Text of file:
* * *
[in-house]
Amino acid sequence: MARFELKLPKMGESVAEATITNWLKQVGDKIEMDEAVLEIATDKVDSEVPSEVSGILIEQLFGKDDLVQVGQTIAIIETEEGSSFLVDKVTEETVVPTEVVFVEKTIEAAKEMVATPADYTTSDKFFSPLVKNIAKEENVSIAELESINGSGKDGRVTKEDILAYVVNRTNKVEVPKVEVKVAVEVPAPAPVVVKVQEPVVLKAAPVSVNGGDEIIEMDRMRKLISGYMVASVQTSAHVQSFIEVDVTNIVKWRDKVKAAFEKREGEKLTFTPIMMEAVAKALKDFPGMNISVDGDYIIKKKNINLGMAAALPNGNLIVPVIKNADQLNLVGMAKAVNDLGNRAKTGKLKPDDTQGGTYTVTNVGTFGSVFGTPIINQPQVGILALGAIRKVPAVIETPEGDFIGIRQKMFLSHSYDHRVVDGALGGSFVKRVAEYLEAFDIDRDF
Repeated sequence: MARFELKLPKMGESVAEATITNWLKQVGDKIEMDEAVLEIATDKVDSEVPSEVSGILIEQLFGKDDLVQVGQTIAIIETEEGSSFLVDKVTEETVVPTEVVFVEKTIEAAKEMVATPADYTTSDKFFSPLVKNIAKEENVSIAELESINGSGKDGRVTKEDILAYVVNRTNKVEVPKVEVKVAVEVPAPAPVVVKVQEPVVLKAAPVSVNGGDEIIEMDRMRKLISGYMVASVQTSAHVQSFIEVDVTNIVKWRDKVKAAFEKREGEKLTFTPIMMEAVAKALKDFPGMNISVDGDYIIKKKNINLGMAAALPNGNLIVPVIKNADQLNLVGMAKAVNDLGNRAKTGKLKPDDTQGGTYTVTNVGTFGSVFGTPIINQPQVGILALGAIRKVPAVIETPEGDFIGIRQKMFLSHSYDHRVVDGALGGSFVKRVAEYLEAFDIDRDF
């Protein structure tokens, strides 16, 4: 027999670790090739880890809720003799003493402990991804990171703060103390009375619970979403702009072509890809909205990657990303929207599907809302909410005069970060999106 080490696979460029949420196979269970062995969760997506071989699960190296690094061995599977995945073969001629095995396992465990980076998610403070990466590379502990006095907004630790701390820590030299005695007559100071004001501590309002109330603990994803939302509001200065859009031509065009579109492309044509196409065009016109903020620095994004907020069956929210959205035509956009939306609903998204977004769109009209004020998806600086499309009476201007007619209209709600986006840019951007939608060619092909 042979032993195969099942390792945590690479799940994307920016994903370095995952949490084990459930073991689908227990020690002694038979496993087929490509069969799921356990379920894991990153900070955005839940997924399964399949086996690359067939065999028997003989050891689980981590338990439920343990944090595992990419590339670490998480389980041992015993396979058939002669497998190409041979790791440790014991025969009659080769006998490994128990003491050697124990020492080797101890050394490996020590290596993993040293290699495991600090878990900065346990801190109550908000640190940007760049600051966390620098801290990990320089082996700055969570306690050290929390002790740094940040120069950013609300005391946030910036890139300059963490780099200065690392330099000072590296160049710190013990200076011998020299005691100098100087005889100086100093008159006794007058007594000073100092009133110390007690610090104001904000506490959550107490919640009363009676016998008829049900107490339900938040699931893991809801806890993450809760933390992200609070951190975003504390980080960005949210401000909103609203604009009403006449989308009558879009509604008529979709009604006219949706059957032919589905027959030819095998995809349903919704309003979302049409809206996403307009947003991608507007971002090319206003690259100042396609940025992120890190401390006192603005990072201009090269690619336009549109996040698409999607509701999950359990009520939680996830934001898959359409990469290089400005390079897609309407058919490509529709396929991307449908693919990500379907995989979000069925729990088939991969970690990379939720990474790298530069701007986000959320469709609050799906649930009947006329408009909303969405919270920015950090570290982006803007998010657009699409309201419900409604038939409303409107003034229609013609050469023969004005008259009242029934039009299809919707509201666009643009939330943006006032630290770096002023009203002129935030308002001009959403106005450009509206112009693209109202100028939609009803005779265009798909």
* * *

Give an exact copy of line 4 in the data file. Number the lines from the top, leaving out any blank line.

């Protein structure tokens, strides 16, 4: 027999670790090739880890809720003799003493402990991804990171703060103390009375619970979403702009072509890809909205990657990303929207599907809302909410005069970060999106 080490696979460029949420196979269970062995969760997506071989699960190296690094061995599977995945073969001629095995396992465990980076998610403070990466590379502990006095907004630790701390820590030299005695007559100071004001501590309002109330603990994803939302509001200065859009031509065009579109492309044509196409065009016109903020620095994004907020069956929210959205035509956009939306609903998204977004769109009209004020998806600086499309009476201007007619209209709600986006840019951007939608060619092909 042979032993195969099942390792945590690479799940994307920016994903370095995952949490084990459930073991689908227990020690002694038979496993087929490509069969799921356990379920894991990153900070955005839940997924399964399949086996690359067939065999028997003989050891689980981590338990439920343990944090595992990419590339670490998480389980041992015993396979058939002669497998190409041979790791440790014991025969009659080769006998490994128990003491050697124990020492080797101890050394490996020590290596993993040293290699495991600090878990900065346990801190109550908000640190940007760049600051966390620098801290990990320089082996700055969570306690050290929390002790740094940040120069950013609300005391946030910036890139300059963490780099200065690392330099000072590296160049710190013990200076011998020299005691100098100087005889100086100093008159006794007058007594000073100092009133110390007690610090104001904000506490959550107490919640009363009676016998008829049900107490339900938040699931893991809801806890993450809760933390992200609070951190975003504390980080960005949210401000909103609203604009009403006449989308009558879009509604008529979709009604006219949706059957032919589905027959030819095998995809349903919704309003979302049409809206996403307009947003991608507007971002090319206003690259100042396609940025992120890190401390006192603005990072201009090269690619336009549109996040698409999607509701999950359990009520939680996830934001898959359409990469290089400005390079897609309407058919490509529709396929991307449908693919990500379907995989979000069925729990088939991969970690990379939720990474790298530069701007986000959320469709609050799906649930009947006329408009909303969405919270920015950090570290982006803007998010657009699409309201419900409604038939409303409107003034229609013609050469023969004005008259009242029934039009299809919707509201666009643009939330943006006032630290770096002023009203002129935030308002001009959403106005450009509206112009693209109202100028939609009803005779265009798909």